EFFECTS OF TEACHER DIVERSITY AND STUDENT-TEACHER RACIAL/ETHNIC MATCHING IN ELEMENTARY SCHOOLS ON EDUCATIONAL OUTCOMES
1 online resource (131 pages) : PDF
University of North Carolina at Charlotte
This dissertation investigates the implications of student-teacher racial/ethnic matching on two educational outcomes. The fourth chapter investigates whether assignment to same-race teachers affects students' math and reading achievement growth in early elementary grades and whether the overall racial/ethnic composition of the teaching workforce in school moderates the relationship between matching and achievement growth. The fifth chapter investigates the relationship between student-teacher racial matching and students' placement in ability groups. The findings show that Black students experience marginal improvements in both math and reading achievement growth by third grade when they are placed with non-Black teachers. Hispanic students also experience marginal gains in reading achievement growth when placed with non-Hispanic teachers. White students' math and reading achievement growth, however, remain unaffected by their placement with White or non-White teachers. This study also finds evidence that the overall racial/ethnic composition of teachers in schools moderates the effect of assignment to same-race teachers on math and reading achievement growth for Hispanic students. Hispanic teachers are most effective educators for Hispanic students when these teachers also teach in schools where their representation ranges from anywhere between greater than zero and less than fifty percent. In Kanter's terminology, such a range represent schools where representation of minority teachers reflect anywhere from token to racially and ethnically balanced. Hispanic teachers are least effective educators for Hispanic students when these teachers work in schools that are either racially uniform (i.e. either all White teacher or all minority teacher schools) and schools where minority teachers constitute the majority of the teaching workforce. Findings in chapter five show that Hispanic students in kindergarten and first grade are more likely to be placed in higher ability groups when they are assigned to Hispanic teachers. The chapter also finds that placement in higher ability groups in first grade is a strong and positive predictor of placement in high ability groups in third grade for Hispanic students. These findings suggest that the benefits of racial and cultural matching depend on school contextual factors. There is need for more nuanced considerations when matching minority students with teachers from same race or ethnicity.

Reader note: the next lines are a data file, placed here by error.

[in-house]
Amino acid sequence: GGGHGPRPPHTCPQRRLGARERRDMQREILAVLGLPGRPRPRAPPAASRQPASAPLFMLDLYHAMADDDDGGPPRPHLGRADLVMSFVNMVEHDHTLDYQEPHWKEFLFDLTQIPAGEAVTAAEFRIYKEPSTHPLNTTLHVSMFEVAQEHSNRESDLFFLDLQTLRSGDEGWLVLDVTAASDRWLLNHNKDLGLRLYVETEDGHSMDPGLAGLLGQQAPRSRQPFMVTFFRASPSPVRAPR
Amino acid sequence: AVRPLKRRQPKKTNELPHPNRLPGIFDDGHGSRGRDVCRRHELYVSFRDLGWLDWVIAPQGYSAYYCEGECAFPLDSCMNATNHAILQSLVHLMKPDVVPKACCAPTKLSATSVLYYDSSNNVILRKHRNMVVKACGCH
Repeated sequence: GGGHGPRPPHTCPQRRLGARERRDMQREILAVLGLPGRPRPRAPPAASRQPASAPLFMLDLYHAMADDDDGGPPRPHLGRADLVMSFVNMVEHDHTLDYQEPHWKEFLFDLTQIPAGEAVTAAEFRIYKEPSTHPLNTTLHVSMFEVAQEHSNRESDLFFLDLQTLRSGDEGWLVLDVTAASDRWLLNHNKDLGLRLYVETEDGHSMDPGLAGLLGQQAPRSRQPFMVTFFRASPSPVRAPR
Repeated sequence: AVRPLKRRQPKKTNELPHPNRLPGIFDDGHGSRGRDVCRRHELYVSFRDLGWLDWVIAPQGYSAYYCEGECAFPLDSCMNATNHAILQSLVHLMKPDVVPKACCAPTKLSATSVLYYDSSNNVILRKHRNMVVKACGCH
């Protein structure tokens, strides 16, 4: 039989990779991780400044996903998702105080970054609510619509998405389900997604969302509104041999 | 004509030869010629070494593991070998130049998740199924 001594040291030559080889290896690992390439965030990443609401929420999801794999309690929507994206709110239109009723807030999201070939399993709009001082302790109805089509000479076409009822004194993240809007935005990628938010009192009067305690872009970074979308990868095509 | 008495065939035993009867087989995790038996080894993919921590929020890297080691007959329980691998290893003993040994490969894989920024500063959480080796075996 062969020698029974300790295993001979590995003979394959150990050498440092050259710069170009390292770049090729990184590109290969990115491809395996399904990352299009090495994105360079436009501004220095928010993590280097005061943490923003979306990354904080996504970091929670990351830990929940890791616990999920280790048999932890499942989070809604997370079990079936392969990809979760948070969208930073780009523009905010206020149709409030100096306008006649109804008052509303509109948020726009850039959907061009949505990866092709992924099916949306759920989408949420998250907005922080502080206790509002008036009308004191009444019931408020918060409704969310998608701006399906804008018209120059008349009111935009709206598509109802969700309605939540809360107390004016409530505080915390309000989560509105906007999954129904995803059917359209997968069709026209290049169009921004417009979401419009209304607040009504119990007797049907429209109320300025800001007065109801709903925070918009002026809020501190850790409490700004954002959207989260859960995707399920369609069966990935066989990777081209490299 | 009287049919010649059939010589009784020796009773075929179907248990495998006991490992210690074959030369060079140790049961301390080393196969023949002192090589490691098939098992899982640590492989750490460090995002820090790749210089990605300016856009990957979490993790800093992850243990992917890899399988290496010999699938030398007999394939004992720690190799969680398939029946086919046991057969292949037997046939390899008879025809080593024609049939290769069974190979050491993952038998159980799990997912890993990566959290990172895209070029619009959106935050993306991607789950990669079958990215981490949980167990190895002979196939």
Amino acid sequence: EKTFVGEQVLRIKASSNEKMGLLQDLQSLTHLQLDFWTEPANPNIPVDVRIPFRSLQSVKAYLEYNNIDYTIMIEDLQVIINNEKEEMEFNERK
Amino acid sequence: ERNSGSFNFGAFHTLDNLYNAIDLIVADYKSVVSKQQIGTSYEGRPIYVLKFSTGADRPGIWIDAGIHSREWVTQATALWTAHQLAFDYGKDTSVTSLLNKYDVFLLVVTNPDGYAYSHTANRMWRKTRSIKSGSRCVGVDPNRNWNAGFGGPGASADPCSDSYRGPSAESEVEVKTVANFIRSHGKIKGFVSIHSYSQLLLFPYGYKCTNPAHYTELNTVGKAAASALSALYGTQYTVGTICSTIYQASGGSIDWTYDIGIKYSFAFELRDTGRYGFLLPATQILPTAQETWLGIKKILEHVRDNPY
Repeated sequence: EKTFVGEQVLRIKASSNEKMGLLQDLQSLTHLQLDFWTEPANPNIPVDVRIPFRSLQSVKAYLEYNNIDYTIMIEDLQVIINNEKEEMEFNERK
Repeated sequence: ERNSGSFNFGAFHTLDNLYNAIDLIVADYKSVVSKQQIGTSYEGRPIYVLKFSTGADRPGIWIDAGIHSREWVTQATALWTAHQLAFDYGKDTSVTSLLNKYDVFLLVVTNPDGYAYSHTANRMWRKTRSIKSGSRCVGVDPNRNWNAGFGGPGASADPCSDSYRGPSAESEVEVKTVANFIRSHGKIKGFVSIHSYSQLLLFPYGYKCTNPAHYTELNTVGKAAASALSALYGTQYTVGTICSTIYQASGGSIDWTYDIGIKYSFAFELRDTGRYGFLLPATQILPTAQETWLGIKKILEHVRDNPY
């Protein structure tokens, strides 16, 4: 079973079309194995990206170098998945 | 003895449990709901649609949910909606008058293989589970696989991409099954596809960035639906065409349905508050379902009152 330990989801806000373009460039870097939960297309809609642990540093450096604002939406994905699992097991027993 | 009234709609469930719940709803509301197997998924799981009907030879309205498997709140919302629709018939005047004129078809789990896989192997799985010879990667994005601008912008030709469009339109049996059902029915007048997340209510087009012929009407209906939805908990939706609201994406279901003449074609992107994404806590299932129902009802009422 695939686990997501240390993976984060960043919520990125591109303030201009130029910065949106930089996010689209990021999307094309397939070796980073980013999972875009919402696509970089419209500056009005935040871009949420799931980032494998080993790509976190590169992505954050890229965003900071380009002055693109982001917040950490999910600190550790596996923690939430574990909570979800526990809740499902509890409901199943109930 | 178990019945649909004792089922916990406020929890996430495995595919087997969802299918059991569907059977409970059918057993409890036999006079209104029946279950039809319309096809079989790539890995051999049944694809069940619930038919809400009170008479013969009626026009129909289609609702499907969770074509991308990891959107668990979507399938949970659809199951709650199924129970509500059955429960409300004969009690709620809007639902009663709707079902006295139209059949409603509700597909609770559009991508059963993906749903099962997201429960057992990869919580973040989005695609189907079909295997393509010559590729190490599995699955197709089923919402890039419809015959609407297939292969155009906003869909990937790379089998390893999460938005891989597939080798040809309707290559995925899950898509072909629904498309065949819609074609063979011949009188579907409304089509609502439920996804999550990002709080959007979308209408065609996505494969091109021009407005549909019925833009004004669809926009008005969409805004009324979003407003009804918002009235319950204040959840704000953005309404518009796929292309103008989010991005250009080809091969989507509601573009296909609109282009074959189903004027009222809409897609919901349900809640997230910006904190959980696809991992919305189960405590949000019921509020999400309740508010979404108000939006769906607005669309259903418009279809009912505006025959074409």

Government policyTeachers--Training ofEducation and state
Cross-Classified Growth ModelRacial and Ethnic MatchingTeacher Diversity
Godwin, KenStearns, ElizabethCao, Yang
Thesis (Ph.D.)--University of North Carolina at Charlotte, 2013.
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